State lawmakers plan to approve new maps next Wednesday that will set legislative district lines for the next 10 years, both on the state and federal levels.

What You Need To Know

  • State lawmakers plan to vote Wednesday on new state and congressional district maps, which have not yet been released

  • To vote Wednesday, lawmakers must introduce bills no later than Sunday, unless Gov. Kathy Hochul issues an order of necessity

  • The design of congressional districts could help Democrats gain enough seats to maintain control of the House of Representatives

  • Lawmakers took control of the process after the state’s Independent Redistricting Commission missed this week’s deadline to submit a final set of maps

The once-in-a-decade process known as redistricting has national implications, as the design of congressional districts could help Democrats gain seats and maintain control of the House of Representatives.

But there’s one wrinkle: the maps haven’t been released. In order to vote Wednesday, lawmakers would have to introduce the legislation no later than Sunday, though Gov. Kathy Hochul could also issue an order of necessity waiving the three-day “aging” rule. In that scenario, the maps might not be introduced until shortly before Wednesday’s vote.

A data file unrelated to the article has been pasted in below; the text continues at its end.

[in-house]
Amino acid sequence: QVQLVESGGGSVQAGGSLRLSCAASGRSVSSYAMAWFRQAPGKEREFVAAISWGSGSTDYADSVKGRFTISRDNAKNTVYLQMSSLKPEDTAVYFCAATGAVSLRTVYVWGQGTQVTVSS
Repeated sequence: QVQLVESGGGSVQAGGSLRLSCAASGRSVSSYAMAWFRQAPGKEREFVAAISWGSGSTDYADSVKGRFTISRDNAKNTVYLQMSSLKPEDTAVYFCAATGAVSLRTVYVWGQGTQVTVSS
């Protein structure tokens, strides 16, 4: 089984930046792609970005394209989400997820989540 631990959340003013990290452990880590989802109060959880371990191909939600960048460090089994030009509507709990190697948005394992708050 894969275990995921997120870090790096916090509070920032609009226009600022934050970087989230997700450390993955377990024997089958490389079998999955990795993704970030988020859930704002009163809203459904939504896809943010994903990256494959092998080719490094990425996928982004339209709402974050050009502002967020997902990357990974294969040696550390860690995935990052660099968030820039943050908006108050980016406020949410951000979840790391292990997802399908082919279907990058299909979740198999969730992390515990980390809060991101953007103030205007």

The reason for all the rush is a fast-approaching June primary.

“Actual voting is many months away,” said Richard Briffault of Columbia Law School, an expert on redistricting and election law. “But getting on the ballot requires signatures on petitions, and in order to do that, the candidate’s got to know where their districts are, so that they know whose signatures count. And people have got to know where their districts are so they know whether they want to run or not.”

Under a constitutional amendment passed by voters in 2014, new district lines were to be drawn by an independent commission. But the state’s Independent Redistricting Commission was plagued by partisan infighting and missed this week’s deadline to submit a final revised set of maps. (Two initial sets of maps were rejected by the legislature.)

That punted the process to the Democratc-controlled legislature, which is now free to design districts that will suit members’ own political needs, a practice known as gerrymandering.

But Briffault notes the law does spell out certain criteria for designing districts.

“It’s going to be a partisan plan, inevitably,” he said. “But there may be some limits that the Constitution has now put on it, as to just how partisan it can be.”

Voter advocacy groups are disappointed at how things have played out. Fulvia Vargas-De Leon is associate counsel at Latino Justice, one of three advocacy groups representing minority communities that comprise the Unity Map Coalition.

“It’s incredibly frustrating to be in this position,” she said. “We’re exactly in the same position we were in 2011.”

Albany leaders seem unlikely to heed calls for a public hearing before a vote. But advocates hope they’ll at least consider the extensive public input gathered by the commission.

“These hearings went on for hours. People provided, like, thousands of comments and testimonies and maps,” Vargas-De Leon said.

“And if that’s disregarded,” she continued, “it’s just politicians over people, and that’s just the way that maps will continue to be drawn in New York.”